Early retirees agree on the crucial first step to achieve financial freedom

Here's how this North Carolina couple could retire in their 30s

Contrary to popular belief, retiring early is more than possible. And as a handful of everyday people have shown us, you don't need to win the lottery or bring home a massive paycheck to do it.

Take early retirees Justin and Kaisorn McCurry, who banked more than $1 million in a decade to retire in their 30s. Or, "Mr. and Mrs. 1500" — the pseudonym of early retirees Carl and Mindy — who upped their net worth from $586,000 to nearly $1.8 million in four and a half years, thanks to cutting expenses and smart investing.

Both the McCurry's and Mr. and Mrs. 1500 started their path to financial independence with one, simple step: They tracked their spending.

The McCurry family
Source: The McCurry family 

"You have to know what you are spending before you can plan your retirement budget," says McCurry. Plus, "knowing how you spend lets you determine whether you get value for your dollars, and where you might be able to focus efforts to reduce expenses further."

He prefers using Personal Capital to track expenses, but there are other sites that do a similar thing, including Mint and You Need a Budget.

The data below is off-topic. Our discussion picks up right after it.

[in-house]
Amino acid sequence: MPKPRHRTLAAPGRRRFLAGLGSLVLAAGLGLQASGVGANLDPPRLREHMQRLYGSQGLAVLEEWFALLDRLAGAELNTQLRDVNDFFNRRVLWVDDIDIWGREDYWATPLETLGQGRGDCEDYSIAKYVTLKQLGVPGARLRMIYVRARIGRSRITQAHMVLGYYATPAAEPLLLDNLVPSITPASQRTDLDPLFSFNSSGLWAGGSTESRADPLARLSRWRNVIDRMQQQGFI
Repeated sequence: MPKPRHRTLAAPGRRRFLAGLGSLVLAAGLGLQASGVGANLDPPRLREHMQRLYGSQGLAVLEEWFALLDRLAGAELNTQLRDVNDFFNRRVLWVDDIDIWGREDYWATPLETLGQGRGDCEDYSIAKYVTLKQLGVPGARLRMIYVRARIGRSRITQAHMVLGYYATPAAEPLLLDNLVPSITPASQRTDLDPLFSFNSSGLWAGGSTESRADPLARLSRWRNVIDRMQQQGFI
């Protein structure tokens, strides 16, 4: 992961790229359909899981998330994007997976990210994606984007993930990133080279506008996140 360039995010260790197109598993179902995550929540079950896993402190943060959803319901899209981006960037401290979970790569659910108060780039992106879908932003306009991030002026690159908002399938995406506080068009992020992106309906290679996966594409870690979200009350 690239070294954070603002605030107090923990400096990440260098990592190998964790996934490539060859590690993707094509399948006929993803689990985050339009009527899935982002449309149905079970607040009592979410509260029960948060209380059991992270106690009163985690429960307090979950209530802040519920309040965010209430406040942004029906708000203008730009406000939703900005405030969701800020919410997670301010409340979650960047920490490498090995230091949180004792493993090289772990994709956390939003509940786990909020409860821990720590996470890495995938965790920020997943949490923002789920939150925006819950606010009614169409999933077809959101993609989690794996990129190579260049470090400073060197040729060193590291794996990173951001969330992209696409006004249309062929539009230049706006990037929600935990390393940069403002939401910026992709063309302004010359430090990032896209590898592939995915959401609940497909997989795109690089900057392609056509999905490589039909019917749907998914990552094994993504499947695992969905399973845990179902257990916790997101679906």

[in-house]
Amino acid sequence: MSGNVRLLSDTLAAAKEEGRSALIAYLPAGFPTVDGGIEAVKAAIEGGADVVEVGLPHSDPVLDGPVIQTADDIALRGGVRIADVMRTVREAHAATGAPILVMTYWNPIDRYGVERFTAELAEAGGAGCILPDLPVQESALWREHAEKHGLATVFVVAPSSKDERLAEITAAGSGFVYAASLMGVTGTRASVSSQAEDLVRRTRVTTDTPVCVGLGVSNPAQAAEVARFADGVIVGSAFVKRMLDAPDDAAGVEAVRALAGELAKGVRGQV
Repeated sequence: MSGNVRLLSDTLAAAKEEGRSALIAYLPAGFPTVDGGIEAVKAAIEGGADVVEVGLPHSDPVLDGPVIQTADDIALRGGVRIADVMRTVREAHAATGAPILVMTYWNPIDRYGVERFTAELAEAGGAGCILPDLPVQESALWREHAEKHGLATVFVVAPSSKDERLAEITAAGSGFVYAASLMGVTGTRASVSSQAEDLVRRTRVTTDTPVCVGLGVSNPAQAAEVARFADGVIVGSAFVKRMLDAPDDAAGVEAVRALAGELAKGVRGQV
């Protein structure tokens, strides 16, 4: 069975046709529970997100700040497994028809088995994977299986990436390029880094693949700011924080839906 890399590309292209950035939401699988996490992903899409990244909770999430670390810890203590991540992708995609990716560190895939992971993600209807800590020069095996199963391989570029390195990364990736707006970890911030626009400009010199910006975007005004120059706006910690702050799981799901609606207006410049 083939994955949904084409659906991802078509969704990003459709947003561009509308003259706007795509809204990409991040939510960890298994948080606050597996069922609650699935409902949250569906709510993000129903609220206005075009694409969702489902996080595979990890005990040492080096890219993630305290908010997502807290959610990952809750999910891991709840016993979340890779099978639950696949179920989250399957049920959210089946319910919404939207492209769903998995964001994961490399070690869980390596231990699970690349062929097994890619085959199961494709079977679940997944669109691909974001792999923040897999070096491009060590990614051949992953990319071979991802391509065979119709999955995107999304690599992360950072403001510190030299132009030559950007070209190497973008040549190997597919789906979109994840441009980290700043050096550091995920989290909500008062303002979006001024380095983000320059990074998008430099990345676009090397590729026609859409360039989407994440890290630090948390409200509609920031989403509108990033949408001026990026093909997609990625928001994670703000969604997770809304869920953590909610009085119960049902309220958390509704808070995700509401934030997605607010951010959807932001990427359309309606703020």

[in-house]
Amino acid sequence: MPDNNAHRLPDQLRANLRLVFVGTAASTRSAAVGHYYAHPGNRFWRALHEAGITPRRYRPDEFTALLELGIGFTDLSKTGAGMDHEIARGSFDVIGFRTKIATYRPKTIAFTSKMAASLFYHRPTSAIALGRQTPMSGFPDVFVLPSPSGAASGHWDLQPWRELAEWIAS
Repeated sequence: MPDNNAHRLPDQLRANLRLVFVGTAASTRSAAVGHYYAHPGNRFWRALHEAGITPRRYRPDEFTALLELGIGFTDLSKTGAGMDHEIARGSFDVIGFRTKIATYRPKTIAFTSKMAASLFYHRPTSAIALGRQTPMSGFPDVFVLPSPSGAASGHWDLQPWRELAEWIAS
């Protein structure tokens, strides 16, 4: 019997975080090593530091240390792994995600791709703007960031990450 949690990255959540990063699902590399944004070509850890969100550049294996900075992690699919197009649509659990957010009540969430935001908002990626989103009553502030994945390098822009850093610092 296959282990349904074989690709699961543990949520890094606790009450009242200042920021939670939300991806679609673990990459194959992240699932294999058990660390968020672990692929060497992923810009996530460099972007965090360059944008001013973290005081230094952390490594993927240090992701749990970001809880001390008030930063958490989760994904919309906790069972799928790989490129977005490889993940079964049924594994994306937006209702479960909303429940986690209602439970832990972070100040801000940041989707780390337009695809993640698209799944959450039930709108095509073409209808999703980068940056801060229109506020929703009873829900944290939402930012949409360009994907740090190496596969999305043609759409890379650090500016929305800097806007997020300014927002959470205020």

You can also keep a spreadsheet on your computer or record your purchases, which is what Mr. and Mrs. 1500 did. "My wife and I wrote all of our expenses in a book," Carl explains on the couple's blog. "Every time we returned from shopping or paid a bill, we logged it."

Based on their logs, they determined how much they could live on a year: about $24,000. To be safe, they added $6,000 and bumped that estimate up to $30,000 a year.

Mr. and Mrs. 1500
Source: Mr. and Mrs. 1500

In addition to helping the couple determine their retirement budget, recording purchases made it easier to cut costs, as it allowed them to see exactly how much money they were spending and figure out where there was room to save.

"You'll be surprised," say Mr. and Mrs. 1500. "We started doing this and were like, 'Wow, we spent that much on groceries? What were we thinking?' After you do that, evaluate every one of those line items and see how you can cut those down."

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